Julie Weatherington-Rice, Eun Kyoung Kim, Ann D. Christy and Young Woon Kang, Department of Food, Agricultural and Biological Engineering, The Ohio State University, Columbus, OH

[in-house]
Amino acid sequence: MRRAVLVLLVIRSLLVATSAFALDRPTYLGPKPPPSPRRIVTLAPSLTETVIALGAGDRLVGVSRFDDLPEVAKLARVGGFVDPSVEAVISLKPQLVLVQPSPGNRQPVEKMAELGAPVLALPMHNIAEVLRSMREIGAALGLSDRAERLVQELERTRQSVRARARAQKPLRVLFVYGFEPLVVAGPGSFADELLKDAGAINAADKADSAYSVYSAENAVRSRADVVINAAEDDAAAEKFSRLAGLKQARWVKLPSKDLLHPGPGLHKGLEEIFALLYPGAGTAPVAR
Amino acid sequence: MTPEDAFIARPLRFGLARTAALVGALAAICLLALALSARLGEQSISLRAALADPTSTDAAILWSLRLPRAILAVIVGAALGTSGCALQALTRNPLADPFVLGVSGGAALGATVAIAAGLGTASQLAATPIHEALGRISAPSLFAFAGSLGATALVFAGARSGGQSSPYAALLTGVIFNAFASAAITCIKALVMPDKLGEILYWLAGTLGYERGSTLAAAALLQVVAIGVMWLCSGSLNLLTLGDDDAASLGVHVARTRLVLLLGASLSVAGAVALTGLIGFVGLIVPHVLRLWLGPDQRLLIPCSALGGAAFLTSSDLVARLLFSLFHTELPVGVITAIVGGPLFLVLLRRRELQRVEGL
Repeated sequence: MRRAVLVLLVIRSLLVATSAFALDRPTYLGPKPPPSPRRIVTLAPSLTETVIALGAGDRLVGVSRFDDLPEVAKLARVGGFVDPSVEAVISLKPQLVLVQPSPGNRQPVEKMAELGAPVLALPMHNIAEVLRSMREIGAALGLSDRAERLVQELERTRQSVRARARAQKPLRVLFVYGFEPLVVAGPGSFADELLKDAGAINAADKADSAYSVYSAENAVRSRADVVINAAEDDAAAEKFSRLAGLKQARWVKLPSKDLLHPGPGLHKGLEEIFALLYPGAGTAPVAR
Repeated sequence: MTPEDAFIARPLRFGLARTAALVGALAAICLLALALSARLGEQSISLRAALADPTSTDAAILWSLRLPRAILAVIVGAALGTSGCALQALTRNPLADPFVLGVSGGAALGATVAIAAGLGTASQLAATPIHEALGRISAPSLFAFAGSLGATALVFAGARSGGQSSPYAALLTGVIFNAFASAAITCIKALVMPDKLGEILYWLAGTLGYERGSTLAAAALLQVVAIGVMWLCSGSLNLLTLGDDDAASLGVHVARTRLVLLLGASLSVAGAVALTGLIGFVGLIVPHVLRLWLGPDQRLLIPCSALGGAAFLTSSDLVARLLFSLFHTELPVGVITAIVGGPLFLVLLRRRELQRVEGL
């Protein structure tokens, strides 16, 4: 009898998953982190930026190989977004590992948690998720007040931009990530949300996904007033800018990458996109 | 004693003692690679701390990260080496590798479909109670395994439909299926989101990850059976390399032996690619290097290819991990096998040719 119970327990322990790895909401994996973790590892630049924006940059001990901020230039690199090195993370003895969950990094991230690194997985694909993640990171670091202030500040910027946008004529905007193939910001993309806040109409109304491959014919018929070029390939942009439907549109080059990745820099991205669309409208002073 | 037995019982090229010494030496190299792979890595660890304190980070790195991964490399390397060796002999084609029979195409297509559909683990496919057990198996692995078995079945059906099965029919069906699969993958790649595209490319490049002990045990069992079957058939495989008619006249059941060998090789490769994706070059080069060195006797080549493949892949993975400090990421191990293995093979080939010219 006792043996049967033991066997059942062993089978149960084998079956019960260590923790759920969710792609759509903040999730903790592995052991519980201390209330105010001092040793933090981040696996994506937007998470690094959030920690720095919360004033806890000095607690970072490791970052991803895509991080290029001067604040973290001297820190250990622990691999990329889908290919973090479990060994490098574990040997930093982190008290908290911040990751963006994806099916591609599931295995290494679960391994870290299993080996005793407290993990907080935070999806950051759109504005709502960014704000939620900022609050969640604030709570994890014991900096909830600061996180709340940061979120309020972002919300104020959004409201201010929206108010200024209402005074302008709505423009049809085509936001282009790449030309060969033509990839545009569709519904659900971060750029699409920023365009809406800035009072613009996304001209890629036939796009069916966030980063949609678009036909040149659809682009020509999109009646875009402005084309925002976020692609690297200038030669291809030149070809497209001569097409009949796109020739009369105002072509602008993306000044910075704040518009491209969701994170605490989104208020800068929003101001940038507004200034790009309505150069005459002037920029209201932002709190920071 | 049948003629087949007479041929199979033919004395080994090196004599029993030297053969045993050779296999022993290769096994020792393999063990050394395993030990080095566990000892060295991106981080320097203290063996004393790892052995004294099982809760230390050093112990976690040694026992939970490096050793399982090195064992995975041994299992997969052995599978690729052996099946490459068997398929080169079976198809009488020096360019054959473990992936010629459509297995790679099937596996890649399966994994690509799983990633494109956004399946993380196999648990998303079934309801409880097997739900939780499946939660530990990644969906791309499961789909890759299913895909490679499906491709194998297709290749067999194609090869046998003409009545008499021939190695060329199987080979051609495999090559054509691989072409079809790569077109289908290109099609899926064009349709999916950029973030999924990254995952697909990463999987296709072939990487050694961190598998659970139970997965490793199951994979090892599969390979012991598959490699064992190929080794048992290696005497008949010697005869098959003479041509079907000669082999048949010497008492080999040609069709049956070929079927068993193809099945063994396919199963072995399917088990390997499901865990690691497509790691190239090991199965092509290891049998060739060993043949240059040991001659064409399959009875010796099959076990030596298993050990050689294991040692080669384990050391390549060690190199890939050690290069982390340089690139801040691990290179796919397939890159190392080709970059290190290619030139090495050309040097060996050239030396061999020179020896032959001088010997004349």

Fractures (i.e., secondary porosity via macropores) in glacially related fine-grained soils and parent materials create preferential flow paths for surface-to-agricultural drainage tile transport and ground water aquifer recharge, allowing nutrients and other pollutants to infiltrate rapidly. However, it can be difficult to detect fractures on site without natural exposures or test pit excavations and soil borings. A practical predictive model was developed based on soil texture data from 145 sites in Ohio, 98 sites in Wisconsin, and a few additional sites in Michigan and Iowa, plus results from 32 laboratory scale fracturing experiments. In the laboratory experiments, samples of soils found to be naturally fractured in the field were mixed with increasing proportions of pure silica sand and desiccated to determine at what point the mixtures would no longer support fracturing. Results were plotted on a USDA ternary diagram to define the boundaries of the fracture-prone region of soil textures. The results showed that glacially related fine-grained soil materials having less than 79% sand or greater than 6.5% clay are more likely to support fracturing. Soil scientists can apply this boundary condition method to their own site-specific data to predict where fracturing is most likely to occur in their location and thus where agricultural drainage tile water and ground water will be most vulnerable to nutrient and pollutant transport. This screening process can also be used to determine which soils, if agriculturally drained, would most benefit from the installations of agricultural tile bioreactors modified to remove both dissolved reactive phosphorus (DRP) and dissolved nitrates which fuel Harmful Algal Blooms (HAB) in Ohio lakes and reservoirs.